Ever wondered how you’re able to instantly stream that live baseball game to your phone? In large part it’s thanks to the type of work WirelessWerks techs do to improve data capacity on massive wireless towers. The 80-person, Portland, Ore.-based company provides quality assurance for wireless carriers and construction companies across the country. Its field techs routinely climb multiple cell towers per day — most are 300 to 500 feet tall — and are often on the road for 30 days at a time.
Wireless infrastructure has changed rapidly in the nearly two decades since WirelessWerks began its operations, says Gord Breese, vice president and general manager at the company. Breese, who’s speaking at Maximize 2015 (May 13-15, San Francisco), explains how WirelessWerks’ service techs keep up with technological change and society’s booming demand for mobile data capacity.
WirelessWerks has been in business since 1998. How have changes in the telecom industry impacted the work your crews do?
It’s certainly been an evolution. We started primarily as a company in the construction space. We have evolved the business and really started focusing on the quality assurance and inspection service markets in 2006. We act as an independent agency to ensure the work that’s contracted is delivered on time, on budget and at the right quality level.
The race to keep up with data capacity, in particular, over the past few years has led to a pretty rapid pace of technical innovation for the carriers to be able to carry more and more data capacity. The whole mobility wave has caused a lot of technical innovation to occur in the wireless space, which is partly why we chose to focus on it.
How does WirelessWerks help carriers keep up with our ever-increasing data demand?
AT&T, Verizon, Sprint and other U.S. carriers spend about 35 billion dollars per year keeping up with network capacity demands. The networks and equipment have to be engineered and operated at precise levels. So, it’s critically important that the installation work is done properly. If crews cut corners, it really compromises that quality of the data signal and the carrier network’s performance.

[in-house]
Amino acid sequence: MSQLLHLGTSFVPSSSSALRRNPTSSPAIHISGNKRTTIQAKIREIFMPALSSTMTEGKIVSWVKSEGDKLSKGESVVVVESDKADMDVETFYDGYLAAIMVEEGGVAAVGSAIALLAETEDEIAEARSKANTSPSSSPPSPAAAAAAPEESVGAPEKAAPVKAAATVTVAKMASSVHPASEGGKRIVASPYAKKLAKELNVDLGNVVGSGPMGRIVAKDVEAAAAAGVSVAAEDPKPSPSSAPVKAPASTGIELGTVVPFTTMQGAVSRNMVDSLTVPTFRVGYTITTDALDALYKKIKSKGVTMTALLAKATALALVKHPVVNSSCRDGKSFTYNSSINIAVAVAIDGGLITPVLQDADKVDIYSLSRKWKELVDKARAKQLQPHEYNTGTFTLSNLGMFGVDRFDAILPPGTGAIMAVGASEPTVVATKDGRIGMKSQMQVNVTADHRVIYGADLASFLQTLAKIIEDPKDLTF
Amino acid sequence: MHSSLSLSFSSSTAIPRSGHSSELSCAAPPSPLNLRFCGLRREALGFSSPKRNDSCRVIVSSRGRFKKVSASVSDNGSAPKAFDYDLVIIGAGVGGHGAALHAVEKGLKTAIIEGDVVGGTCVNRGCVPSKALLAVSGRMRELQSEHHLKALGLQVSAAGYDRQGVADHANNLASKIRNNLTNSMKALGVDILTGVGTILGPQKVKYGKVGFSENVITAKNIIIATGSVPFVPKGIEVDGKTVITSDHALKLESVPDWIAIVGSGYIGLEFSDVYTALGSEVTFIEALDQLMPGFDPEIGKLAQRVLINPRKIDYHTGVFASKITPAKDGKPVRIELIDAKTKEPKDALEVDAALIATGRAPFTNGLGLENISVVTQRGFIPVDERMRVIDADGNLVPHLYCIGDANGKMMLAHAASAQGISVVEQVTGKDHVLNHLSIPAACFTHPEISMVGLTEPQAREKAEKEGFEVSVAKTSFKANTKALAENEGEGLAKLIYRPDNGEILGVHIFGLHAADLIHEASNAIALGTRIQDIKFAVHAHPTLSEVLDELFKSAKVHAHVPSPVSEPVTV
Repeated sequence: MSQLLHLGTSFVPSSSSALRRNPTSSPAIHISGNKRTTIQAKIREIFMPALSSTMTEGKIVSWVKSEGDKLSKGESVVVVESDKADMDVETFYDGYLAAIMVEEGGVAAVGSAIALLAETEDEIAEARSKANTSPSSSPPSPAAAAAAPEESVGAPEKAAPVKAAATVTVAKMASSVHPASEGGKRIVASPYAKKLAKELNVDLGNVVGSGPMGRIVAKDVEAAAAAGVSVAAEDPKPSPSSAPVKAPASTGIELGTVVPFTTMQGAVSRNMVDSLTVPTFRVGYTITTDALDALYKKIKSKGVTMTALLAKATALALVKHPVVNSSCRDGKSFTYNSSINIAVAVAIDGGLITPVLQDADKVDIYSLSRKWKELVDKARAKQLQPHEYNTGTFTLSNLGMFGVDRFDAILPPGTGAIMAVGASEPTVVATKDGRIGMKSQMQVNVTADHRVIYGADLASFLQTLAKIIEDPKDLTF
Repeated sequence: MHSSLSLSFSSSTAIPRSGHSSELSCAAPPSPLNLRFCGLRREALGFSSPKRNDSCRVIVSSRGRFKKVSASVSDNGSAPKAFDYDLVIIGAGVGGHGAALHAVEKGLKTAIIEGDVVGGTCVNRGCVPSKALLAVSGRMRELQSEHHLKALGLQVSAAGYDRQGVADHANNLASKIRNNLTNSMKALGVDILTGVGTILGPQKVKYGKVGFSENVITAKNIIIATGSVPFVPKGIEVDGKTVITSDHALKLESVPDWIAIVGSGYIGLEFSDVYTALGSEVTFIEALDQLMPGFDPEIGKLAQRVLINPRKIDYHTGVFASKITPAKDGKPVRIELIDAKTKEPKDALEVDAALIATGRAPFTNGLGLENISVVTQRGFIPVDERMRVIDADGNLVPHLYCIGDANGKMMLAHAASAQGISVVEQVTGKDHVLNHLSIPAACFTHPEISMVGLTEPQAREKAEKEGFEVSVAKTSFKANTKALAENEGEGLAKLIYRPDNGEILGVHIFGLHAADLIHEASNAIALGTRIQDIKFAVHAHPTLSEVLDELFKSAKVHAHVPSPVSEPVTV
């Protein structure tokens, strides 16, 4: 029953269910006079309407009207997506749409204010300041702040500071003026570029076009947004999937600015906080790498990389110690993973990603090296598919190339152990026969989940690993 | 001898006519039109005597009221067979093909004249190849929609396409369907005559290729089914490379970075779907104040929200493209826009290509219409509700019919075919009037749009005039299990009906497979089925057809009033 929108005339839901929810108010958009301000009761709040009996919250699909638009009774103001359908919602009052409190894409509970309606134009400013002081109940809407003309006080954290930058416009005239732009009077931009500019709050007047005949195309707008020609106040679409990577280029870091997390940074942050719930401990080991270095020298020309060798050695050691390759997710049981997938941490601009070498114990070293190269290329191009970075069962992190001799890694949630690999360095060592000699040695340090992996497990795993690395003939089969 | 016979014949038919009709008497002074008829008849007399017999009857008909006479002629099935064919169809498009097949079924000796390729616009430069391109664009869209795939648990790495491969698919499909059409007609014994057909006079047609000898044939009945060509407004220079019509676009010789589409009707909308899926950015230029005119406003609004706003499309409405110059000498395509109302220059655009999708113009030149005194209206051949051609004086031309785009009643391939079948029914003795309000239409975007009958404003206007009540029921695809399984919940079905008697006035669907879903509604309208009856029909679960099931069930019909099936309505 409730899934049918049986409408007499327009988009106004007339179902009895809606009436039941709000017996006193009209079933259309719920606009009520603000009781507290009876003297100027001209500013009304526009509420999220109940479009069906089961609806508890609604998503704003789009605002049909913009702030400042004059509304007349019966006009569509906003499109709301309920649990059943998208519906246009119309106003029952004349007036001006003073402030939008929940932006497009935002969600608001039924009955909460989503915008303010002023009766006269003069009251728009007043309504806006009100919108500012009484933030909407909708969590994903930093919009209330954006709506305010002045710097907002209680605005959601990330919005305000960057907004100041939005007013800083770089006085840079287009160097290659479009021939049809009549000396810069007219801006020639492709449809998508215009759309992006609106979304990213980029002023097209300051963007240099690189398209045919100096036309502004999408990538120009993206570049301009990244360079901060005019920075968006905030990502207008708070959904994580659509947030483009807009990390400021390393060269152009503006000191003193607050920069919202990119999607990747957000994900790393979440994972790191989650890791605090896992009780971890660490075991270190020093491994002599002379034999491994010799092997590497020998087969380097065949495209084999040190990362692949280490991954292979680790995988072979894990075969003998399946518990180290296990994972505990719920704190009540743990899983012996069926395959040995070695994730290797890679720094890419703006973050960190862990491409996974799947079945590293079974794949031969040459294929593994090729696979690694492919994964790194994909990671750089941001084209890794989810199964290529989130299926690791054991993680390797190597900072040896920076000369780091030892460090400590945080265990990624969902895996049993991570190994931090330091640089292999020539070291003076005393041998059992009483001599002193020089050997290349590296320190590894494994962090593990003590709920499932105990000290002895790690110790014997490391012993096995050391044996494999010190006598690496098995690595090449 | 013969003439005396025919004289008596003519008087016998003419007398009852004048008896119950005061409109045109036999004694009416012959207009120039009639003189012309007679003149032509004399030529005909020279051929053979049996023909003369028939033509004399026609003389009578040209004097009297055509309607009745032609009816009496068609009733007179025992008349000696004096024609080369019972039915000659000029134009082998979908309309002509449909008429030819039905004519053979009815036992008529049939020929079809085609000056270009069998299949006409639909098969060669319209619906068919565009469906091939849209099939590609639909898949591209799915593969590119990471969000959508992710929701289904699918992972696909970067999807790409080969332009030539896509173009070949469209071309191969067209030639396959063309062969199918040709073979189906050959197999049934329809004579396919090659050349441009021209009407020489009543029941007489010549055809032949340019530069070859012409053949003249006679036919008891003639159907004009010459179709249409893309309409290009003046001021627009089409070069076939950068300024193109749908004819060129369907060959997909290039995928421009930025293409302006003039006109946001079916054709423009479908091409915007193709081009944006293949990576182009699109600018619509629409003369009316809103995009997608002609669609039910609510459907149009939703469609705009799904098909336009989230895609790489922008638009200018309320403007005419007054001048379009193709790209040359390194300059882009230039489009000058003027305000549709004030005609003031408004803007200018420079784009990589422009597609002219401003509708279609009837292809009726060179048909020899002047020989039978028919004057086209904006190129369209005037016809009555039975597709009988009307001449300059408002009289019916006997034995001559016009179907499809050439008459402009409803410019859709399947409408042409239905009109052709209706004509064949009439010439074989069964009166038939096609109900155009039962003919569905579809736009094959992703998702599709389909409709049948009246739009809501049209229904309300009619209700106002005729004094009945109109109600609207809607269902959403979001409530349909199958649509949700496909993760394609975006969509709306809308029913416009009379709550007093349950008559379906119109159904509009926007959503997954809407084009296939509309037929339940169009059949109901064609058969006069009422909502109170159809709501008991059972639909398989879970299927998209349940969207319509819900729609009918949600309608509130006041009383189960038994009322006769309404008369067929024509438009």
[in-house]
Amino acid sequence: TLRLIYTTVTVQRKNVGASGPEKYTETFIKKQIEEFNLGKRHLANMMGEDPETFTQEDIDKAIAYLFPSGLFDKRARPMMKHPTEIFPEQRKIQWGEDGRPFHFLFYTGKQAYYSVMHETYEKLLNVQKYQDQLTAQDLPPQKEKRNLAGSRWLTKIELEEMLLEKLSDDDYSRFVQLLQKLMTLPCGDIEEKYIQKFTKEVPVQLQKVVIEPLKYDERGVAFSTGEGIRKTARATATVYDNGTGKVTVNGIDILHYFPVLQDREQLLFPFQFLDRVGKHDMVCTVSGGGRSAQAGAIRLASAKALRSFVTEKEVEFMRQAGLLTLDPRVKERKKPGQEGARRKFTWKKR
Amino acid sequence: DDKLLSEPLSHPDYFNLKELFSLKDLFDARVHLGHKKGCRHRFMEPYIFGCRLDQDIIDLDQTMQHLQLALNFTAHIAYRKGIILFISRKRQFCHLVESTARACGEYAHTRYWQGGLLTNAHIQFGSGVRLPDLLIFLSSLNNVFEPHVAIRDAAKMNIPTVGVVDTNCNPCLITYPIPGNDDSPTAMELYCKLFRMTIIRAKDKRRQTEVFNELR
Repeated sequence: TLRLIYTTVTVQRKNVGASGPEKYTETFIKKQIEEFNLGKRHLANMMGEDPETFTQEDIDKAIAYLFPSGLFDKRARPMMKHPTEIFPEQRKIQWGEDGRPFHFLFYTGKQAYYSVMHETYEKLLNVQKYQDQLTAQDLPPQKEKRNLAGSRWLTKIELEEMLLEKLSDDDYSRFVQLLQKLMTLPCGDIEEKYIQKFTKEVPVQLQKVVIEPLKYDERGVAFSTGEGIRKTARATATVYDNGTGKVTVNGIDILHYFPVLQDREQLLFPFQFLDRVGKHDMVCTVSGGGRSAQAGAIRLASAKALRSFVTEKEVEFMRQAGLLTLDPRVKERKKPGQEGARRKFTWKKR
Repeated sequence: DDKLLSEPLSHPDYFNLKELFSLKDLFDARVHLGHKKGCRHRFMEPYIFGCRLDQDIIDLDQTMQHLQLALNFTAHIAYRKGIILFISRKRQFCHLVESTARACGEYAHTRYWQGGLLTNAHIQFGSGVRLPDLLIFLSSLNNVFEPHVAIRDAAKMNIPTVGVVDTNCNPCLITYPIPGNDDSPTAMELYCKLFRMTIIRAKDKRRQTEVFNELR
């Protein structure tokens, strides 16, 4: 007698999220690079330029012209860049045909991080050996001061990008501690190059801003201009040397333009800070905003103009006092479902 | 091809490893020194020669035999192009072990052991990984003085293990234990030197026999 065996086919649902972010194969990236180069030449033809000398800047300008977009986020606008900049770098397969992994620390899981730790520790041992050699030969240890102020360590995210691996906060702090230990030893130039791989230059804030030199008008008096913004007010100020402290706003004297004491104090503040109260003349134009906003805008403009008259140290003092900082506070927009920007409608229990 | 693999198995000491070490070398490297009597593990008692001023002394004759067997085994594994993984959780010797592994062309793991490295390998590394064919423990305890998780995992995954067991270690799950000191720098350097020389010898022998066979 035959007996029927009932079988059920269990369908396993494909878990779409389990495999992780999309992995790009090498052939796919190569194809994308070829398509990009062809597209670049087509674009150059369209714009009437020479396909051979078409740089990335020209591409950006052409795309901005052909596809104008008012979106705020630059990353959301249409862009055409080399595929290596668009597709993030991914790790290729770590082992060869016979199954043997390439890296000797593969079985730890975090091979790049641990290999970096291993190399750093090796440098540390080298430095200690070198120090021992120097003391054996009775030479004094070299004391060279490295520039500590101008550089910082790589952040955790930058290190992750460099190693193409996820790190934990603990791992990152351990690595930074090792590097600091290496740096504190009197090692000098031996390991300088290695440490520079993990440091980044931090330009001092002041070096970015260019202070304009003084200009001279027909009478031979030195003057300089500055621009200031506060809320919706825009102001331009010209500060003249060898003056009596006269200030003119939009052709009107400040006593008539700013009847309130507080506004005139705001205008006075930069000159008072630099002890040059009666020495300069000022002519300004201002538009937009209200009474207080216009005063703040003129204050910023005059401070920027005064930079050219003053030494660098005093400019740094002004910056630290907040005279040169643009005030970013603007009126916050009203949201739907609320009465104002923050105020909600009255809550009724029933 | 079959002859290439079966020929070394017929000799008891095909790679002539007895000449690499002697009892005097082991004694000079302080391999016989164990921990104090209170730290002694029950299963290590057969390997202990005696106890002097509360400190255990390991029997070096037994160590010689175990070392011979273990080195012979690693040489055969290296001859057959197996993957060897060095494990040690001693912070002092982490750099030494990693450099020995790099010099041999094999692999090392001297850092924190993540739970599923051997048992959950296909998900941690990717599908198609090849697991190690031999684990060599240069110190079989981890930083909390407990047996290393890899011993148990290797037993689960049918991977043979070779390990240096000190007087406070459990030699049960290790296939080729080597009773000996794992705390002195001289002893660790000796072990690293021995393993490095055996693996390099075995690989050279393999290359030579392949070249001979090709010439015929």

WirelessWerks has a 15-year accident-free record. How do you keep employees safe and manage all the risks associated with multiple daily climbs?
They work in pairs and, ultimately, it’s up to employees to ensure they work safely. We do have a dedicated chief safety officer who provides regular oversight and field updates. There’s annual recertification for safety and climbing. Ultimately, we give all of our techs the right to refuse anything that they see as unsafe. It’s a culture of governing their own self-safety and making sure they look after themselves.
How do you ensure that employee skills are up to date with rapid technological change?
We’ve invested heavily in recruiting confident, capable people who understand how to do this work. We typically recruit out of the construction market, but we’re looking for people who have strong technical skills. We have an online test where we screen whether people are capable of doing this work. We also have a dedicated training facility in Charlotte, North Carolina, to teach employees how to use the tools and technology.
Are there new services you’ve considered offering to the carriers?
We’re the eyes and ears of the carriers’ networks. They don’t have tower-climbing techs, so we can provide a level of insight and information about what’s happening on their networks. For example, we can provide quality performance scores. How is the AT&T network performing by market? What are trends over time? What are some common faults and failure points on the carrier networks? Sprint is going through a major upgrade to their network. They’re going to build thousands of sites, and we’re keen on providing the inspection quality services for them and other customers.
Don’t miss the WirelessWerks team at Maximize 2015 (May 13-15 in San Francisco). Enter code “FSD” at checkout to save 25% — register today!